Jesus told the crowds another story: “The Kingdom of Heaven resembles a farmer who plants high-quality seeds in his field. While he and his farmhands were sleeping that night, his chief competitor snuck into his field and planted weeds among the quality grain. When the plants began to spring up, the farmhands noticed that weeds were growing in the field along with the grain. They asked the farmer, ‘Sir, didn’t you plant high-quality seeds in the field? Where did all these weeds come from?’
The farmer answered, ‘My competitor is trying to sabotage my crop.’
The farmhands asked him, ‘Do you want us to go out and pull up the weeds?’
The farmer said, ‘No! Let’s leave well enough alone. If you try to pull up the weeds, you may accidentally pull up the grain as well. Let both grow together and we’ll separate them when we harvest the crop. At that time I’ll tell my farmhands to go out and pull up the weeds, bundle them together and burn them, but put the grain into the barn.’” (As Matthew Tells It 13:24-30)
The weeds growing are not simple weeds; they are a type of weed that, in its early stages, looks like wheat. This counterfeit wheat not only just looks like wheat, it is poisonous. Darnel looks so much like wheat that in some places it is called “false wheat.” It is only as time passes, as the wheat and the weeds mature, that a clear difference can be seen.
We tend to read and hear this parable from a judgmental point of view. We conclude that we are the wheat – regardless of who we are and how we live, we all think we are the wheat. Those who oppose us, or who are different, or who do not share the same views or doctrines as us, are the poisonous weeds.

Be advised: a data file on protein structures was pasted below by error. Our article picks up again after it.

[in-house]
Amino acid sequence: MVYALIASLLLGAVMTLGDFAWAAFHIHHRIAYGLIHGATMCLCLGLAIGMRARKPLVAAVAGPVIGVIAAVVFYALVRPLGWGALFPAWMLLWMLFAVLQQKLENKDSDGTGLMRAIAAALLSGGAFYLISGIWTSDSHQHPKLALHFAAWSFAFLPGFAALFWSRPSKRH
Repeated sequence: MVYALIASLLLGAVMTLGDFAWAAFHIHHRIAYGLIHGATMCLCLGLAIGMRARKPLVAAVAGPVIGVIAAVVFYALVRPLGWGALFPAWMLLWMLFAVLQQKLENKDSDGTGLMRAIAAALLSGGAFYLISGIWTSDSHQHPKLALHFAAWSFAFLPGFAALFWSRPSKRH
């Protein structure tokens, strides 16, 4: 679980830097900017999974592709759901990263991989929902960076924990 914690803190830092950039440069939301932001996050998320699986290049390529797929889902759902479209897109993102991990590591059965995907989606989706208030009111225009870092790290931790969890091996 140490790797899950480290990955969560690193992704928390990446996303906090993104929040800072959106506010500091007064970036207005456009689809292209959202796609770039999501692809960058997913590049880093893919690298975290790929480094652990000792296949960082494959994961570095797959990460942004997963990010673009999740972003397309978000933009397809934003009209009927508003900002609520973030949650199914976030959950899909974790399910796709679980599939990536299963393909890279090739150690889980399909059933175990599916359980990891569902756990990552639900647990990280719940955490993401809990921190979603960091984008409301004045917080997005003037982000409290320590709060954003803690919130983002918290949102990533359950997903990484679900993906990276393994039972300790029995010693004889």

But my question is: Since the poisonous weeds look so much like wheat, do the weeds know that they are weeds? Do the weeds believe themselves to be wheat? And since weeds traditionally rob the soil of nutrients and are aggressive at taking over the space in the plot of land, and since the weeds are often said to “choke” the plants, wouldn’t aggressiveness be a sign of weedness rather than wheatness? (Yes, I just made up my own words.)
Too often we read the parables as allegories. Allegories are stories that are like stories in code. This thing in the story represents this thing in real life. That thing in the story represents that thing in real life. George Orwell’s Animal Farm is an allegory of the Bolshevik Revolution and its aftermath. Satire often comes to us in the form of allegory. But a parable is a parable. The whole story is the lesson, not the pieces of it. Jesus tells parables with qualities of allegory (i.e. the Parable of the Sower), but it is the whole story that is the point. And the point of the whole story is this thing called the Kingdom of Heaven, which is Matthew’s version of Kingdom of God.
The Kingdom of Heaven and the Kingdom of God are the same Kingdom. Kingdom of God is the original and most attested version of the statement. Matthew uses Kingdom of Heaven because he was Jewish and was following the Jewish practice of not using the Lord’s name in empty or unflattering speech, and since the Lord is God, Matthew, like many Jewish people of the time, found ways to talk around the word God. The logic was that if you never say the word, you never can use it incorrectly.